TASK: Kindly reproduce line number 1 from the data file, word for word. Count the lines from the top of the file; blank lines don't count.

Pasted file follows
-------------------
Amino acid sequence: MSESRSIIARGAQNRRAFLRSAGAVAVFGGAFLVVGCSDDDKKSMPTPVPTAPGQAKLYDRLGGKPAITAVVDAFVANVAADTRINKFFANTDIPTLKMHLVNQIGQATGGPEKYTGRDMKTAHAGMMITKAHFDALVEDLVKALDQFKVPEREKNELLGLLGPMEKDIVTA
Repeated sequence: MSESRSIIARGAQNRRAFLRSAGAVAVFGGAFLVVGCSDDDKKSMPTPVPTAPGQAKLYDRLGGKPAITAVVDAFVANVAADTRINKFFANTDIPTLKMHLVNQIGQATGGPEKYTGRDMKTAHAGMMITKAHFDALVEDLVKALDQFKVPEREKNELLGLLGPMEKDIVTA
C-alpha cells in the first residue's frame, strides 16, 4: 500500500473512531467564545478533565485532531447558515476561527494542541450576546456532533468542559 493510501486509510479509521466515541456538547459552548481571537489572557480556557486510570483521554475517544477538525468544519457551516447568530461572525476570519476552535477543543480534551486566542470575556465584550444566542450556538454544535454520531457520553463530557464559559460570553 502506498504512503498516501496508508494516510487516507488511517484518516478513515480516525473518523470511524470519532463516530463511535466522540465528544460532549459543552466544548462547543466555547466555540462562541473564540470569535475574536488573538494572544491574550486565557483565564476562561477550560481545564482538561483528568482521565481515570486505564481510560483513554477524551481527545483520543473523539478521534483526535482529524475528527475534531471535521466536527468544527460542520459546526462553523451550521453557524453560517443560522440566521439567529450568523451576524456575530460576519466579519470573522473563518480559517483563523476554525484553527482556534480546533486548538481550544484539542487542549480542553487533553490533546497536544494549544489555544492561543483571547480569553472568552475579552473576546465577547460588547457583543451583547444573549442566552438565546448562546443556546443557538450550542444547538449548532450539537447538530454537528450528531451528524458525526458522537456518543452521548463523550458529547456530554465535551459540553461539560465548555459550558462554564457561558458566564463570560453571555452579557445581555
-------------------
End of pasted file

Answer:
Amino acid sequence: MSESRSIIARGAQNRRAFLRSAGAVAVFGGAFLVVGCSDDDKKSMPTPVPTAPGQAKLYDRLGGKPAITAVVDAFVANVAADTRINKFFANTDIPTLKMHLVNQIGQATGGPEKYTGRDMKTAHAGMMITKAHFDALVEDLVKALDQFKVPEREKNELLGLLGPMEKDIVTA